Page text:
Baby Boomerangers: When Adult Children Return Home


Darcy Kimmel shares the joys and the delightful disasters that she experienced when her son and his family returned home.

He’s probably the last one of our kids that we expected to move back home again. He’s the one who had a full ride to any Arizona University, but decided he wanted to explore his inner Texan and headed off to Texas A&M to kickoff a 10-year adventure in the Lone Star State.

And after spending the last five of those years getting married, relocating to Dallas, having two kids, planting a church and graduating from seminary, God was gracious enough to call Cody back to a ministry at our home church here in Arizona.

Not only is Cody back, but, much to our delight, he’s brought his wife, two kids and a dog who are presently occupying the entire second floor of our house.  Granted, it’s a temporary situation until their house in Dallas sells, but our serene, clean, relaxing empty nest is presently burgeoning with toys, boys, noise and stuff.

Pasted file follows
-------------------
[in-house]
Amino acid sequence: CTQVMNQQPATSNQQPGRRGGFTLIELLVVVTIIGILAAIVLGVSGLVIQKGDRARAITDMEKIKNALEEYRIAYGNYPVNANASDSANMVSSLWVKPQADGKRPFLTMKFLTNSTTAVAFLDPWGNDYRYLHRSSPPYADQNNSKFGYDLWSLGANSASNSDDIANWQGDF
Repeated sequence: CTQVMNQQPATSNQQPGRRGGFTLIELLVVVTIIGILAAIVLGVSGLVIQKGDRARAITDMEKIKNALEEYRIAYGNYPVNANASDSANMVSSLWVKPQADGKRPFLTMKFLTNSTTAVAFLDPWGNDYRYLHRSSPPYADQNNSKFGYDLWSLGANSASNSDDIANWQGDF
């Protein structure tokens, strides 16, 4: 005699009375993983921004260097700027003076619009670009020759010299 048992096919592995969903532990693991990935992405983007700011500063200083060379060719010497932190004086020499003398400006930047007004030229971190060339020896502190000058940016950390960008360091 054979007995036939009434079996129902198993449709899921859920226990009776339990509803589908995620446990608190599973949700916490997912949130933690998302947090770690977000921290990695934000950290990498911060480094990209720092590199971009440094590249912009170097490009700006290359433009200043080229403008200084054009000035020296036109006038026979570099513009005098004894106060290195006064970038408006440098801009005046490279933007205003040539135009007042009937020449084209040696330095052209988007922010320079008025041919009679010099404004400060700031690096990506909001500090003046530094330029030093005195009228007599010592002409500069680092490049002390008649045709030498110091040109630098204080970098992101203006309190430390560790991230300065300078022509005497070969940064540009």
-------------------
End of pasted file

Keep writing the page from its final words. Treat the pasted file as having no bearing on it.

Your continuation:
Of course, as grandparents, we love it. We’ll have the privilege of watching these little boys growing up and they’ll know us first hand instead of by Skype and occasional visits.

We have though been reminded many times a day (starting at 5 am every morning) why God gives us our children when we’re young. I had forgotten how quickly little ones can trash a room and then be on to the next disaster. They’re like deafening doppelgängers of destruction that would make the hair stand up on the back of the neck of the most seasoned FEMA official.

The 2 year old asks more questions than the bar exam and the 1 year old can be dancing on top of the kitchen table before you can say, “No, no. We don’t need to climb up on the chair please.” How do they do that? Do they take lessons or watch a video on YouTube? The sophistication with which they disappear for 15 seconds and rearrange an entire room can’t just be innate, can it?

In the book, Extreme Grandparenting: The Ride of Your Life, we talk about the privilege grandparents have to influence a whole new generation for the kingdom of God. Many times it involves hard work and patience but, amidst the messes and meltdowns, God takes our efforts and turns them into love and memories for our grandchildren. That’s what we’re getting to do right now all because one of our kids moved back home for a while. Are we blessed or what!?

Here’s to delightful disasters and the second time around,

Written by: Darcy Kimmel

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